28. 4 out of 5

    Nenia ✨ I yeet my books back and forth ✨ Campbell

    I am a simple bitch. If I see a book about fighting robots, I add it to my shelves. 🤖

  29. 4 out of 5

    Robin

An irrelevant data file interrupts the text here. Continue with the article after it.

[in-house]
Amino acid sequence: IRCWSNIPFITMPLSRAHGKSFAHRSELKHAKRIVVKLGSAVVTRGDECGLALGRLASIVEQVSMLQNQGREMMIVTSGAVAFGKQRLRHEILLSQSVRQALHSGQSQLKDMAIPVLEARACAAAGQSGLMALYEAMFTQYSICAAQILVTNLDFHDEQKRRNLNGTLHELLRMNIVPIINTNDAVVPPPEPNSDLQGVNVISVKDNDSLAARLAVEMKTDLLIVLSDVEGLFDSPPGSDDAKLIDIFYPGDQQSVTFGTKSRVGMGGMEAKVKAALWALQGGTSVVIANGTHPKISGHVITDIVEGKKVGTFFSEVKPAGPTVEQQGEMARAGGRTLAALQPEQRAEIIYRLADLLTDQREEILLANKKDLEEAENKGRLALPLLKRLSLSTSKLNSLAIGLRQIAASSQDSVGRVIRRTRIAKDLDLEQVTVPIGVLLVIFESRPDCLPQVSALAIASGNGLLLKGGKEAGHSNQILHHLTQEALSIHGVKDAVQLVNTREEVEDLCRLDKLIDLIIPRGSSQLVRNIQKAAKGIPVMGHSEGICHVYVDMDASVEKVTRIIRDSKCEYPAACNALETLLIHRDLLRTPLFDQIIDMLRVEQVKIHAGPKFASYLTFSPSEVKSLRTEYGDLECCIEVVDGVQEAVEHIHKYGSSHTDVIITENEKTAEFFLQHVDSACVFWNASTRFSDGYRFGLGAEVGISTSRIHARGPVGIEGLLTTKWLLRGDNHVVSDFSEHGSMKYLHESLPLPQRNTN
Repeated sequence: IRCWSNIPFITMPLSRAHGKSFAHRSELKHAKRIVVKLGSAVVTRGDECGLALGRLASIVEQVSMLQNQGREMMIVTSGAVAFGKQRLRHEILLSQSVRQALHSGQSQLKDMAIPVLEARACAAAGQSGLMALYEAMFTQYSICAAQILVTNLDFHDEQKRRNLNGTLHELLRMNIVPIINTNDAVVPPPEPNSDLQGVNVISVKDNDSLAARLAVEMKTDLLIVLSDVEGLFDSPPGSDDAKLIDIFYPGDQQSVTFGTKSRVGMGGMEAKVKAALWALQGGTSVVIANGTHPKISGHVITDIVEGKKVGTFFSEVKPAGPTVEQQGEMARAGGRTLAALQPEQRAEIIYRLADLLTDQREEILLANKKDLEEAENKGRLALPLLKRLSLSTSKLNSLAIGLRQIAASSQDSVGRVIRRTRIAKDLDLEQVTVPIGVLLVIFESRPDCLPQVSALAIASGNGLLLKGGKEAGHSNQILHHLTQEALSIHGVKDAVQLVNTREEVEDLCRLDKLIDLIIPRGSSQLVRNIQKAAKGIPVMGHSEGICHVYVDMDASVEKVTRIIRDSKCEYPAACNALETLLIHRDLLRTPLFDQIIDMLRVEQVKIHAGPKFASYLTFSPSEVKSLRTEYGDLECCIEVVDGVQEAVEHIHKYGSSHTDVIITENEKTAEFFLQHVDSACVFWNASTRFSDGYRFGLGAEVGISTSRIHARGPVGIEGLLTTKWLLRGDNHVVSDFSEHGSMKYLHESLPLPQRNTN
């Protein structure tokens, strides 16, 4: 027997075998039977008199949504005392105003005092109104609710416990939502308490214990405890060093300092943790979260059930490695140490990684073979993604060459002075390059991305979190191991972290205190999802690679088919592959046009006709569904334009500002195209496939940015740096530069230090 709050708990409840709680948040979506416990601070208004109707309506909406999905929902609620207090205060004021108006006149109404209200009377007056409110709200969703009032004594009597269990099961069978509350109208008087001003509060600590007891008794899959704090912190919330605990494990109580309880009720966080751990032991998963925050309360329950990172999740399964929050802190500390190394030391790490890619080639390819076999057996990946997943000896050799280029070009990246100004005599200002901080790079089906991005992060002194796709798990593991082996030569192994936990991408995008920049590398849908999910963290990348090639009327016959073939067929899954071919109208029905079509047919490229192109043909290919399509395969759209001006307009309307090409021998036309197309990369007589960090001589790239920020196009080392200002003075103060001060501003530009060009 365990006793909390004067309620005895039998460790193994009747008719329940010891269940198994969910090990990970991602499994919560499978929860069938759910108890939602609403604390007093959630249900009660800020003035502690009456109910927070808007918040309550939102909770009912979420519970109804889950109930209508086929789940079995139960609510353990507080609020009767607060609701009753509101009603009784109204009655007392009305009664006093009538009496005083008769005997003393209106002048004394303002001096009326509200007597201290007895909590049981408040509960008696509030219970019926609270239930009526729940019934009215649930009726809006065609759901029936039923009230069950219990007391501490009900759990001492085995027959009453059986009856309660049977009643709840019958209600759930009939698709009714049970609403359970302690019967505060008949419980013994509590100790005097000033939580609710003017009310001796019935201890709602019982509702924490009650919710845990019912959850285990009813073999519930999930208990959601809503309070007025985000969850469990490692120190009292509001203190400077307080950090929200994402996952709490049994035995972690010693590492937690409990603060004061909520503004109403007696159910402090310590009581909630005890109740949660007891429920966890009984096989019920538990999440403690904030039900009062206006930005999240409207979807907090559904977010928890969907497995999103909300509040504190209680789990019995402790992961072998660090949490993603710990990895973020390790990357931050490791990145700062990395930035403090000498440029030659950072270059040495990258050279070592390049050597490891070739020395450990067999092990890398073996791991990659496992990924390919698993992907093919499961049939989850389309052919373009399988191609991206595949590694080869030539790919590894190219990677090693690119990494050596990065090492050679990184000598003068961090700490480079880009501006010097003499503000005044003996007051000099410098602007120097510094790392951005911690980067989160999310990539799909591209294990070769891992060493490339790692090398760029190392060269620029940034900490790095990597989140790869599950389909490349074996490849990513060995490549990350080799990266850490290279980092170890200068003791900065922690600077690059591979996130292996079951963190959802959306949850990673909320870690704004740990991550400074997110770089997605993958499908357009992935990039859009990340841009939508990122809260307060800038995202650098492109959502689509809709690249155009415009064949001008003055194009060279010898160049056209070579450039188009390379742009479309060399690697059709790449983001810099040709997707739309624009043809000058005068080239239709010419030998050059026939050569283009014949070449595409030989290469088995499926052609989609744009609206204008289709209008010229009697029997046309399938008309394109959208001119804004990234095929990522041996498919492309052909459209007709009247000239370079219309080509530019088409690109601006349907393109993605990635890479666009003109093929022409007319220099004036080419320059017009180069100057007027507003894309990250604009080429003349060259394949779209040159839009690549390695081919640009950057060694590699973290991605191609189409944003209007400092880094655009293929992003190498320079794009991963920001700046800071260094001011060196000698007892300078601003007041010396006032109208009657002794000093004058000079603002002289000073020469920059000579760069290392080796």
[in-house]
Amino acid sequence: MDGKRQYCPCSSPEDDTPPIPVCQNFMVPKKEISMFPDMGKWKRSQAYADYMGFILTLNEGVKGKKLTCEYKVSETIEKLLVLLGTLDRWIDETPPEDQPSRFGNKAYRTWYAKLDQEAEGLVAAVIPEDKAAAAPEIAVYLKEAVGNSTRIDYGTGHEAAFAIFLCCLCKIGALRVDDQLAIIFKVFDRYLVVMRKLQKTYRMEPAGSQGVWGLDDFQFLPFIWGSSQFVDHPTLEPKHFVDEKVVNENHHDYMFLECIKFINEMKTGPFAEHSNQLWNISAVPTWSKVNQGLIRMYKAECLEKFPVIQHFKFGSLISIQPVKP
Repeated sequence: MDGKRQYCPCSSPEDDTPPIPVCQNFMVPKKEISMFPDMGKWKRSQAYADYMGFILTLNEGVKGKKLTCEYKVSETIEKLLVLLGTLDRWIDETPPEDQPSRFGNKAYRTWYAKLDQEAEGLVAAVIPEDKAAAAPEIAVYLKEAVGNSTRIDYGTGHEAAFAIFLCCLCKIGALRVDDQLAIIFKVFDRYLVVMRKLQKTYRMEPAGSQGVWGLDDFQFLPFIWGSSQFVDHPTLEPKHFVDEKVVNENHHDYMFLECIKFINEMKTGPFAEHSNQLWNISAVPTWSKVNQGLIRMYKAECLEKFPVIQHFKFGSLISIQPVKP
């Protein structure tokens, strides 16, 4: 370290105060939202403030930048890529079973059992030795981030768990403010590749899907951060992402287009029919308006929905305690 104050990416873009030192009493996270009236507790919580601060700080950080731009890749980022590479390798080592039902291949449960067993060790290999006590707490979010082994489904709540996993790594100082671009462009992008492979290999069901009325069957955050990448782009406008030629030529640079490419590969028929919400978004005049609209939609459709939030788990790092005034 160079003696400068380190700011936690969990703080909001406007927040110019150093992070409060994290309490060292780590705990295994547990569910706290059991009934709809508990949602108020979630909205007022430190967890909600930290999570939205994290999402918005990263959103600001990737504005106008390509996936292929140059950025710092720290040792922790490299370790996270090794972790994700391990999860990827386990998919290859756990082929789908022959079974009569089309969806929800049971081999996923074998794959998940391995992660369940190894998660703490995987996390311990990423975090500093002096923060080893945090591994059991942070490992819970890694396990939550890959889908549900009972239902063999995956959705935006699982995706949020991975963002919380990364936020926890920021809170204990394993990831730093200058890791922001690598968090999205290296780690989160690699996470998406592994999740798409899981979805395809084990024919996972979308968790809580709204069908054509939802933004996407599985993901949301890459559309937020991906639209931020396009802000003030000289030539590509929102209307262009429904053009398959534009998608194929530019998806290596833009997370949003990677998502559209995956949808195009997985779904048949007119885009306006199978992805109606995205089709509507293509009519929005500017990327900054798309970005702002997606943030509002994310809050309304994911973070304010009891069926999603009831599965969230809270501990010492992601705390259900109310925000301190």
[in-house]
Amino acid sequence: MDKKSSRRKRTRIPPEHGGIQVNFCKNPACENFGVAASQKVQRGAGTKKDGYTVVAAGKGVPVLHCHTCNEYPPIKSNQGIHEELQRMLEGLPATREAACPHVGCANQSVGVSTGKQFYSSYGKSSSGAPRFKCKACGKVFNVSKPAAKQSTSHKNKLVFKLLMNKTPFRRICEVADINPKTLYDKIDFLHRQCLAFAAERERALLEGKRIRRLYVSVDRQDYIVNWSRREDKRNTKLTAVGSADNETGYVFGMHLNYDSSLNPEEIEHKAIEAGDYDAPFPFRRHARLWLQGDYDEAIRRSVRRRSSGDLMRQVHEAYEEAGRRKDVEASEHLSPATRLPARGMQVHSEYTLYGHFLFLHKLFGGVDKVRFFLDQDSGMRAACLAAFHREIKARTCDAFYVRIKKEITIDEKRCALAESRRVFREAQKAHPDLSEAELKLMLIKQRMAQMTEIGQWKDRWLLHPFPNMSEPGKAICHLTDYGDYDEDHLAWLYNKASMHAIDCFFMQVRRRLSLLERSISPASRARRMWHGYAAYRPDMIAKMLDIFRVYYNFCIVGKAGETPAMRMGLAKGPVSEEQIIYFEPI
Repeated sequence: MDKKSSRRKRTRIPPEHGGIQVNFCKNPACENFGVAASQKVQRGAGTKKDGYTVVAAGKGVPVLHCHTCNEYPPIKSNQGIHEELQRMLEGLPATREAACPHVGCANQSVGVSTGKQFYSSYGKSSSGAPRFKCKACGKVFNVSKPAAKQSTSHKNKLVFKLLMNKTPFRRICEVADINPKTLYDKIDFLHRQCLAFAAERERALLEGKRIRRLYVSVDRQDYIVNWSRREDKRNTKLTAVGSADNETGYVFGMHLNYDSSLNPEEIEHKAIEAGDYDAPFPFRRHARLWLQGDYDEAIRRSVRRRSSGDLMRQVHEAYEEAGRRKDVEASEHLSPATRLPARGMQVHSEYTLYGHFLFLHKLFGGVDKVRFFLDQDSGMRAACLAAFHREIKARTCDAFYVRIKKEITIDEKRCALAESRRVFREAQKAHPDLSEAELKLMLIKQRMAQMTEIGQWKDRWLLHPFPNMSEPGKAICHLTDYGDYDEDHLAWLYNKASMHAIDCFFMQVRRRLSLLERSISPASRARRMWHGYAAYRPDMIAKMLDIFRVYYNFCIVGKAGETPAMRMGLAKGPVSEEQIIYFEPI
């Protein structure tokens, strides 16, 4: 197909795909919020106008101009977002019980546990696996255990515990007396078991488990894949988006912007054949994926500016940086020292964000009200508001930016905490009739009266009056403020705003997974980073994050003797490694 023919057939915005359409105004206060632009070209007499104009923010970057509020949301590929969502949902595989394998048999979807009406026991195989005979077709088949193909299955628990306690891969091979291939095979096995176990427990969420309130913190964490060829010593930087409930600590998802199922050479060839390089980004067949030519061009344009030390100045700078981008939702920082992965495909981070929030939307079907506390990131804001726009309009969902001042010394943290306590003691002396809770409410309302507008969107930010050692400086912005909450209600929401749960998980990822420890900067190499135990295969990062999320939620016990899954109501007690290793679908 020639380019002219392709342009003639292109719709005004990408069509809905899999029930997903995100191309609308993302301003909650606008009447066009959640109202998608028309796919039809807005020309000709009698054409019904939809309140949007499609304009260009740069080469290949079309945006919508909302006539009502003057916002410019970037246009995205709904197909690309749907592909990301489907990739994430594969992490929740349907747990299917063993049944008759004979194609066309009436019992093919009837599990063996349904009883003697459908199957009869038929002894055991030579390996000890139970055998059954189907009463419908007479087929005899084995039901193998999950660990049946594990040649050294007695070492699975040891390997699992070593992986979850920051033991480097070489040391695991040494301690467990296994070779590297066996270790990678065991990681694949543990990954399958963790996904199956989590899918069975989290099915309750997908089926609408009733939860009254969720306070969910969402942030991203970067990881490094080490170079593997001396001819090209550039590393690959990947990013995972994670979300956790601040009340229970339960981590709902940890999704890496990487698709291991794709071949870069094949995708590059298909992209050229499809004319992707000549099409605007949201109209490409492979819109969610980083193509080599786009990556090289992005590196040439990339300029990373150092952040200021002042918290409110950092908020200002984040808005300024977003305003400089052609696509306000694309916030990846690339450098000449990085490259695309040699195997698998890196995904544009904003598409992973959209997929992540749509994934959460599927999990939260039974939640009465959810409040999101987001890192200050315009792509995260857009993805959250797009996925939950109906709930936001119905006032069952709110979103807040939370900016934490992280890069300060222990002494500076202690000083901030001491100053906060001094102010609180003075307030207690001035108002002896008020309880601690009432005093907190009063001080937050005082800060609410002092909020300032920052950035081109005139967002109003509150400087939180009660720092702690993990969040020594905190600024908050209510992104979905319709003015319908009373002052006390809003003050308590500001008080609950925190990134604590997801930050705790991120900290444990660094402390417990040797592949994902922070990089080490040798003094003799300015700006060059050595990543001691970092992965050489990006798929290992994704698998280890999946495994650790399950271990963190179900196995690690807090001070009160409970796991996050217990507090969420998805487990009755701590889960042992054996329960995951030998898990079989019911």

↠ 4 stars In Huaxia, while boys dream of piloting Chrysalises, the girls dream of an escape from the nightmare that comes with copiloting the transforming robots. Used as little more than energy sources in the fight against the alien forces at the Great Wall, they are tools in the hands of the men who discard them with no regard. When her sister is killed at the hands of a pilot, Zetian takes on the role she has feared for most of her life in order to enact her revenge. In offering herself up, sh ↠ 4 stars In Huaxia, while boys dream of piloting Chrysalises, the girls dream of an escape from the nightmare that comes with copiloting the transforming robots. Used as little more than energy sources in the fight against the alien forces at the Great Wall, they are tools in the hands of the men who discard them with no regard. When her sister is killed at the hands of a pilot, Zetian takes on the role she has feared for most of her life in order to enact her revenge. In offering herself up, she is immediately thrown into battle at the side of her sister's killer, but in the aftermath, Zetian emerges having overpowered her copilot psychologically and is dubbed the Iron Widow — A female pilot who can overcome her male counterparts. As punishment, Zetian is paired up with Li Shimin, the most ruthless pilot who is sure to harness her unruly strength. Instead, the two form an inseparable bond and set out to leverage their combined power to fight the rules holding the pilot system together and stop the unnecessary sacrifice of young girls. Iron Widow is a masterful fantasy debut accurately likened to The Handmaid's Tale and Pacific Rim. With an exemplary nod to Wu Zetian, the only female emperor in Chinese history, Jay Zhao crafts an artful representation of female rage that sinks in deeper than any blade. The intertwined elements of historical China with fantasy and science fiction was an ambitious order to fill, but one that Iron Widow accomplished ingeniously. An epic cross of genres creating the brutal revenge narrative of my dreams. While all of the science fiction elements present throughout held my attention, I found the pilot program and the war driving the central conflict particularly interesting to follow. There were so many moving pieces of history and mythology at play within the story, making for an intricate window into this fantasy world. Enough to satisfy just about any SFF reader. Although there was quite a bit of information piled up at the beginning of the novel, after climbing that initial info-dump hurdle the rest of the story flew by relatively quickly. Despite that, what stands out about this debut, is the unique relationships explored within. Specifically, the polyamorous relationship between Zetian, Shimin, and Yizhi which completely outsold the entire book for me. Even though I can say I would have loved more relationship development between these three characters, overall it worked within the parameters of the novel and its scope. Iron Widow promised a ruthless woman with a vendetta at the center of a polyamorous relationship and wholeheartedly delivered. Main character Zetian was a calculating and powerful force to be reckoned with. Along with the addition of an epilogue that completely threw me you can absolutely count me in to be keeping up with this series in the coming year. Thank you to NetGalley and the publisher for providing this arc in exchange for an honest review Trigger Warnings: death, gore, violence, blood, rape (mentioned), abuse, torture, suicidal thoughts, alcohol consumption